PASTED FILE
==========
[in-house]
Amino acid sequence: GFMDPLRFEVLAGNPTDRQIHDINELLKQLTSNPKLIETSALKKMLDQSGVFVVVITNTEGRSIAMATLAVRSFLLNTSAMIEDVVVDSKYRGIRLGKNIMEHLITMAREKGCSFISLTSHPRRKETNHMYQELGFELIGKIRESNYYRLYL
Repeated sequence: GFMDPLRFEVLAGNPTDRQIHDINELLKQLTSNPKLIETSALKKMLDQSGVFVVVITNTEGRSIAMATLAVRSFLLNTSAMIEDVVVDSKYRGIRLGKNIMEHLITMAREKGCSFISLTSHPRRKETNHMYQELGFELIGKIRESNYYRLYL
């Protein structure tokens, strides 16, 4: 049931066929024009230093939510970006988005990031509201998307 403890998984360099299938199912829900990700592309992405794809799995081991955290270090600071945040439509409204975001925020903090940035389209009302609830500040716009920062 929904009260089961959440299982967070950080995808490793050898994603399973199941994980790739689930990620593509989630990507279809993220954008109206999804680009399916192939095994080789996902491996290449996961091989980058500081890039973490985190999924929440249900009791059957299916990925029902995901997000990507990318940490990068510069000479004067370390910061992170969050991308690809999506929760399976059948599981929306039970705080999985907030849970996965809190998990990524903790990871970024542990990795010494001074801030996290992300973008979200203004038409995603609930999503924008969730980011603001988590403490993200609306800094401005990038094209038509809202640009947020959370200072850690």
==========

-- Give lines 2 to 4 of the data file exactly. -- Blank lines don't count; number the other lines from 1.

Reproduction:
Amino acid sequence: GFMDPLRFEVLAGNPTDRQIHDINELLKQLTSNPKLIETSALKKMLDQSGVFVVVITNTEGRSIAMATLAVRSFLLNTSAMIEDVVVDSKYRGIRLGKNIMEHLITMAREKGCSFISLTSHPRRKETNHMYQELGFELIGKIRESNYYRLYL
Repeated sequence: GFMDPLRFEVLAGNPTDRQIHDINELLKQLTSNPKLIETSALKKMLDQSGVFVVVITNTEGRSIAMATLAVRSFLLNTSAMIEDVVVDSKYRGIRLGKNIMEHLITMAREKGCSFISLTSHPRRKETNHMYQELGFELIGKIRESNYYRLYL
């Protein structure tokens, strides 16, 4: 049931066929024009230093939510970006988005990031509201998307 403890998984360099299938199912829900990700592309992405794809799995081991955290270090600071945040439509409204975001925020903090940035389209009302609830500040716009920062 929904009260089961959440299982967070950080995808490793050898994603399973199941994980790739689930990620593509989630990507279809993220954008109206999804680009399916192939095994080789996902491996290449996961091989980058500081890039973490985190999924929440249900009791059957299916990925029902995901997000990507990318940490990068510069000479004067370390910061992170969050991308690809999506929760399976059948599981929306039970705080999985907030849970996965809190998990990524903790990871970024542990990795010494001074801030996290992300973008979200203004038409995603609930999503924008969730980011603001988590403490993200609306800094401005990038094209038509809202640009947020959370200072850690």